Surviving in a small market: Gambia’s Unique FM innovates by offering reality radio

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The radio sector in Africa is flourishing in those places where liberalisation has allowed anyone to launch a radio station. Radio is almost certainly Africa’s most distributed broadcast medium. So how does intense competition work in a very small market? Russell Southwood spoke to the founder of Gambia’s Unique FM about surviving in a small market, innovating to keep listener loyalty and living the dream.

Gambia is a former British colony in West Africa that stretches out along the river of the same name. It is a long thin country going east west along the river of the same name and it is entirely surrounded by Senegal. It has a population of only 1.68 million people and about a quarter of these live in the Greater Banjul area that includes the capital Banjul and the overspill town of Serrekunda. One of the country’s biggest industries is tourism.

Gambia’s Unique FM was launched two years on 13 December 2007 on the birthday of its founder Momodou Lamin Manga. It is one of six major radio players in urban Gambia which besides Unique FM include: the state-run GTRS, West Coast radio, City Limits, KWT and Paradise FM.

With the exception of GRTS, all of these radio stations are focused on the quarter of the population who live in Greater Banjul. For this reason, Unique FM has also set up the first commercial radio station outside urban Banjul in the largest city in the east of the country, Basse called Unique 2 and on the same 101.7 frequency.

According to Momodou Lamine Manga, the station’s founder, it was the first radio station in the country to provide live streaming of its output for diaspora Gambians. (

The station’s programming is a mixture of commercial music programming, news and information. For example, its Airport Express slot gives information on delayed flights and other arrivals and has a Business News slot that gives exchange rates and a look at the economic outlook.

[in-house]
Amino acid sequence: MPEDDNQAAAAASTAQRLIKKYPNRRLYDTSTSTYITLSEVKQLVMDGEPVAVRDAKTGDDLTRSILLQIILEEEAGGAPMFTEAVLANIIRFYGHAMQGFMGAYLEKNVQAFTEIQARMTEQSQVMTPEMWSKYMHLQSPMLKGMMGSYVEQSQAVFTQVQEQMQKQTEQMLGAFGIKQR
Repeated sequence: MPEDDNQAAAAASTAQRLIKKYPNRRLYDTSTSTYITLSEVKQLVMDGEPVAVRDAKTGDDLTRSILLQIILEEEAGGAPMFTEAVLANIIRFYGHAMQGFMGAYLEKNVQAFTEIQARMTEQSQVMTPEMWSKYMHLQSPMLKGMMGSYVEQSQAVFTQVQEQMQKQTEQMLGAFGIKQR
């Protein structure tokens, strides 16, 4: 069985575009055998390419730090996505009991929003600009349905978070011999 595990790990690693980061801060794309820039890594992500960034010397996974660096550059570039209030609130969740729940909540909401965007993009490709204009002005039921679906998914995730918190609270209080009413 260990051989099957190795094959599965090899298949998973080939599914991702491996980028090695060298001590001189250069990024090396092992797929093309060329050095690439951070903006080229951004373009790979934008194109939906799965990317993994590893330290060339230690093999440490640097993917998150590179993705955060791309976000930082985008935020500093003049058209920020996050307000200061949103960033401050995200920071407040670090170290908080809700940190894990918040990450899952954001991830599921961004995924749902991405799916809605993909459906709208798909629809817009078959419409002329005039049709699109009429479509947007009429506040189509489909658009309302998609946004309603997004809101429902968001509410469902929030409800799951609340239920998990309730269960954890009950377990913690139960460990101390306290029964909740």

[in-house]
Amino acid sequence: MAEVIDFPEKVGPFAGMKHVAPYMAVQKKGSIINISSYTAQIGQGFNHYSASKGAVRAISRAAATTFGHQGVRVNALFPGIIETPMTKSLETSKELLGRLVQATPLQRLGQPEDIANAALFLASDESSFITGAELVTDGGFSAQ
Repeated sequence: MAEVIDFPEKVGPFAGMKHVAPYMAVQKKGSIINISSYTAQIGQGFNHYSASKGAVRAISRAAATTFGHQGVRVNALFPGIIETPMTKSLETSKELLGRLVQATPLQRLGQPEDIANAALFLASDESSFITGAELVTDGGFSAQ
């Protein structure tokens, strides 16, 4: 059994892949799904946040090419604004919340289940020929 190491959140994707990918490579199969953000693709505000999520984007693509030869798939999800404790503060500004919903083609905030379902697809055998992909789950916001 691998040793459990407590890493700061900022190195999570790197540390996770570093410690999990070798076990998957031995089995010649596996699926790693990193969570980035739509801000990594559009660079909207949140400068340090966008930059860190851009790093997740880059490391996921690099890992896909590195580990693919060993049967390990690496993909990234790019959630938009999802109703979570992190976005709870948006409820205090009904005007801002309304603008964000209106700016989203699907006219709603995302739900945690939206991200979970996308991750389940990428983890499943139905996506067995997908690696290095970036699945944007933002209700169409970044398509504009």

It is affiliated with Voice of America and runs a five minute news headlines programme from them at the top of the hour:” We broadcast their morning Programme Day Break Africa, Wednesdays evening’s Talk show Straight talk Africa, and their 5minutes News on the Hour”. There also run their own youth-related talk programmes.

The music programming is a mixture of the sounds that make up the soundtrack to urban Banjul, a blend of pop, reggae, hip-hop and African music. Manga says that “Unique FM sees the need to improve the status of Gambian music.”

Taking a leaf out of the book of reality TV, Manga is going to run a version of the Donald Trump format, The Apprentice:”It will be inspired by that format but relevant to the social conditions of Gambia and of course, there will be a money prize.”

No data exist on audiences for any media in Gambia but Manga says”We are a major force in urban Gambia, on the web and in Basse.” However, transmission coverage gives some clues as to likely potential audiences:”We have our own transmitter and it covers the Greater Banjul area but even reaches into parts of Senegal. We get calls from there.” Gambians and Senegalese share a common language in Wolof.

Manga’s long-term dream is to roll-out the Unique FM format into other parts of the sub-region:”We’re working hard to strengthen our brand locally and we’ve recruited Liberians, Ghanaians and others from different parts of West Africa.

So who are Unique FM’s biggest local competitors? “Most of the radio stations play music. All play commercial music. We are trying to extend that scope with local music and information.”

Advertising slots take up 30 seconds to a minute every half hour and it’s sign that competition has increased as these slots used to be two minutes long. Buying an advert in this slot costs the amazingly cheap price of 75 dalasis (US$2.86). The advertisers in the market are small in number.

There are four mobile operators (Government-owned Gamcel, Africell, Comium and the newly-launched QCel), a considerable number of newly arrived Nigerian banks and food and beverage companies. In Basse, Unique 2’s market is even tougher:”It’s NGOs who have something to say.”

So how does the station sustain itself with such low rates? “We get sponsorship deals. An operator will get so much airtime, which is exclusively theirs over a six month period. We charge 1,500 dalasis (US$57.25) an hour this way. All of the GSM operators have advertised on the station. Radio is their most effective medium”.

“Deregulation of the airwaves means that there are more competitors in a very small market. But quality has become reasonable in little over a year. But we need to innovate to keep the loyalty of our listeners.”

Despite the low advertising rates, Manga says the station is successful:“We’re surviving. We make ends meet, pay the bills and live the dream.”

“The biggest hurdle for us is expertise in all spheres of the business. In the next few years, when things are a bit more stable, we want to open the doors for training. We have a lot of ideas and there’s a huge gap.”